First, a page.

I work as a developer for Nexus. One of the things I’ve done to make it easier for new developers to come on board and start contributing code was to create a Docker image that contains a pre-built development environment containing everything a new developer might need. It also helps with being able to reproduce each other’s bugs, as our environments are all very similar. I’ve been using it myself every day now for about a month, so I figured it’s time I write a post introducing it.
Edit: This technique does not appear to work in Odoo/OpenERP 8
Being able to show a user a message is a pretty basic, important piece of functionality. It took me a while to figure out how to trigger a user-visible message from the server in OpenERP, but I eventually managed it. Given the answers on Stack Overflow, I figured I should share this valuable finding with the rest of the world.
I do frontend AngularJS work for a client in Portland. One of the things I really like about their setup is its test-friendliness. They use Grunt to watch the client-side files and run tests and re-compile everything automatically when a change is detected. Everything gets wiped from the “build” directory when the process starts, and a failing test or JSLint warning blocks the whole process. This renders the developer’s copy of the web app inaccessible until the issue is addressed. I’ve found I enjoy this particular workflow as I’m immediately made aware of when I write something that breaks the tests. It keeps me from building on top of broken foundations.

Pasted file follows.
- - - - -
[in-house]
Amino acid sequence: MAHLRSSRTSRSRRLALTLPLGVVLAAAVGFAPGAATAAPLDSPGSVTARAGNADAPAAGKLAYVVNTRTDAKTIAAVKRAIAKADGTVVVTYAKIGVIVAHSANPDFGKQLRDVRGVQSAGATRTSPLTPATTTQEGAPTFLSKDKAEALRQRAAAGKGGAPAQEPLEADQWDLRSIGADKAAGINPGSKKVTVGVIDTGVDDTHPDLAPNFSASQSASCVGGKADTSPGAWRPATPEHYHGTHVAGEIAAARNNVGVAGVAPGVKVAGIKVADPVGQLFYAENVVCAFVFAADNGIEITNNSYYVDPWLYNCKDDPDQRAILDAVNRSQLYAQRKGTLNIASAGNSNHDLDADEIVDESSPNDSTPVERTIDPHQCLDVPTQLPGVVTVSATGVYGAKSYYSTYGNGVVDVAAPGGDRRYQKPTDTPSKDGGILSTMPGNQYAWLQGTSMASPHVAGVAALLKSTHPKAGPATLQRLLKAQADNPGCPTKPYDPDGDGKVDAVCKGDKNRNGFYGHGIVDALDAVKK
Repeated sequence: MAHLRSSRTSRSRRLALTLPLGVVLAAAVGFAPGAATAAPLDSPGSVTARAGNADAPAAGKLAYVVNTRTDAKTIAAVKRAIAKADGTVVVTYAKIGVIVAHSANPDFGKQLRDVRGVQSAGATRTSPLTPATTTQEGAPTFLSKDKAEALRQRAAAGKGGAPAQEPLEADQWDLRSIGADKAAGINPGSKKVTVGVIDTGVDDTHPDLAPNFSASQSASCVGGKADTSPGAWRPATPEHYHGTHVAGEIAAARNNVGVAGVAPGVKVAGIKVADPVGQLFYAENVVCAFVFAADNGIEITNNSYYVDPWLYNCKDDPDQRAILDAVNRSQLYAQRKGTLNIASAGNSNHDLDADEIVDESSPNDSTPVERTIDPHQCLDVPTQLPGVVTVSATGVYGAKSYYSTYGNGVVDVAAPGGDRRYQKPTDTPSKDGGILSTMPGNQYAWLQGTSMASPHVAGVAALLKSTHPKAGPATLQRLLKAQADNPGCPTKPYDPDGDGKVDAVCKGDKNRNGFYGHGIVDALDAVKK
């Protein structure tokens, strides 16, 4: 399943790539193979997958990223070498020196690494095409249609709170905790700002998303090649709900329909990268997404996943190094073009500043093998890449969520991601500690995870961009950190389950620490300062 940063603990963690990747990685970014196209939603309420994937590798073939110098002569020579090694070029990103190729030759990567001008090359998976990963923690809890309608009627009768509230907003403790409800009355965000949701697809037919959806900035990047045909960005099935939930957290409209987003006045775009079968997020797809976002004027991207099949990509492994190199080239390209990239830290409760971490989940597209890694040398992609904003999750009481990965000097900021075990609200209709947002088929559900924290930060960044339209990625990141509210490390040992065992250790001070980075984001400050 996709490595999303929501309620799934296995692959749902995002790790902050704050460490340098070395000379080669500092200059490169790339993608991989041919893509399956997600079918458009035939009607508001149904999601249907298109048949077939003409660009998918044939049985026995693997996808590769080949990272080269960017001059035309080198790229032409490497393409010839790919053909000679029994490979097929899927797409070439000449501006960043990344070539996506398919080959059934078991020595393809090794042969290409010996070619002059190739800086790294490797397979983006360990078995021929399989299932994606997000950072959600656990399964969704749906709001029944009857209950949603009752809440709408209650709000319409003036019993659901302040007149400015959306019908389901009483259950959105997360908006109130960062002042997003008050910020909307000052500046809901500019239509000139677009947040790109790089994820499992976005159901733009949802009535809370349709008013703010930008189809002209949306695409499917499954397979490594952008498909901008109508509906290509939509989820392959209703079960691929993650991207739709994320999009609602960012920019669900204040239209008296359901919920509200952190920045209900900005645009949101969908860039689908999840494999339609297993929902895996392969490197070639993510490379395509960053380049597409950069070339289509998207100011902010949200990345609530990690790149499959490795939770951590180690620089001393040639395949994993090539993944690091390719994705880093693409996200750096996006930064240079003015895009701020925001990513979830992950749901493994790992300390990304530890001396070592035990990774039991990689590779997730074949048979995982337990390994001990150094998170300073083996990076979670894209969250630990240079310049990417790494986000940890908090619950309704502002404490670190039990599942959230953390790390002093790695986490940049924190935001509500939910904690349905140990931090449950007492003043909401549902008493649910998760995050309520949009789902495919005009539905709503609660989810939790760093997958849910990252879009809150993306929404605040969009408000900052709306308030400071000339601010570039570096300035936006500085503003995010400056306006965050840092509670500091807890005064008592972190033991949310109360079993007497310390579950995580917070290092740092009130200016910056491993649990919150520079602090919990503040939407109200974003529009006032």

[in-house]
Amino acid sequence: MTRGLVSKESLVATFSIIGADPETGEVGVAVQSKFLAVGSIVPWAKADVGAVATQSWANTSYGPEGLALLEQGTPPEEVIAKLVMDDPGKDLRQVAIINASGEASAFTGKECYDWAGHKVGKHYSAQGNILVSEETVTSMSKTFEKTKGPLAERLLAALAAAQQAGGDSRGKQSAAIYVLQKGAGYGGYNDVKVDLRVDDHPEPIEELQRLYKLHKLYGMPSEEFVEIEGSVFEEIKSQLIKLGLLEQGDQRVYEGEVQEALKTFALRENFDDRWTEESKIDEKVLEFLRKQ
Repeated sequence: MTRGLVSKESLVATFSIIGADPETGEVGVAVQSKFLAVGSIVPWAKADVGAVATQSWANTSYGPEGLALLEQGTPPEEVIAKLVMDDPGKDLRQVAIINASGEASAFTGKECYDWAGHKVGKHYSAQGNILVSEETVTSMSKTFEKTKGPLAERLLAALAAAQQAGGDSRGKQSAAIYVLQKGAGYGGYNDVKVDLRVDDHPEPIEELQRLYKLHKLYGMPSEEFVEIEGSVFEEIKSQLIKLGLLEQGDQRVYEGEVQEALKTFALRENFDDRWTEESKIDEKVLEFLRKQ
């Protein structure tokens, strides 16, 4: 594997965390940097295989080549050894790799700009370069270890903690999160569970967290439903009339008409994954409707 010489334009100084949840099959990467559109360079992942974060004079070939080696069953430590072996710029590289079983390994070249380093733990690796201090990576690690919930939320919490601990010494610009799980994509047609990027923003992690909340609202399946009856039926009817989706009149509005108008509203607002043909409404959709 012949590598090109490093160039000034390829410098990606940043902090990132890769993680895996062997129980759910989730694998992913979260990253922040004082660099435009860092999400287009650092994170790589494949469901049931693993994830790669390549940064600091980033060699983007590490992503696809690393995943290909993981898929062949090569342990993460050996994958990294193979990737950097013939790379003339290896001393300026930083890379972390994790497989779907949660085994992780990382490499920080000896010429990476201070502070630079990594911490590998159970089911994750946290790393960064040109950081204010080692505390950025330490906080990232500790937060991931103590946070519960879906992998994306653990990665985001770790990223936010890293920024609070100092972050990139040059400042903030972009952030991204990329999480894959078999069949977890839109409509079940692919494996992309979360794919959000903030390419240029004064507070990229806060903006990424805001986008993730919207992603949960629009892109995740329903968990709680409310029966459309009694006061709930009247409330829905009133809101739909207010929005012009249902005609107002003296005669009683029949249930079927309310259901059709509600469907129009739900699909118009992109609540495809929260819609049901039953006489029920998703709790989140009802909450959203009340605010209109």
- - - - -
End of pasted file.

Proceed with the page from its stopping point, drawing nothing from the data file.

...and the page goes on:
This weekend I decided I wanted to sharpen my C skills by writing a simple CLI utility to convert strings of hexadecimal to memorable phrases and back again. Since my intended use case was encoding and recovering 256-bit private keys, I wanted to take extra care to ensure correctness of output. So I set out with the intention of writing both unit and user acceptance tests using a TDD flow similar to the one I use in my AngularJS work.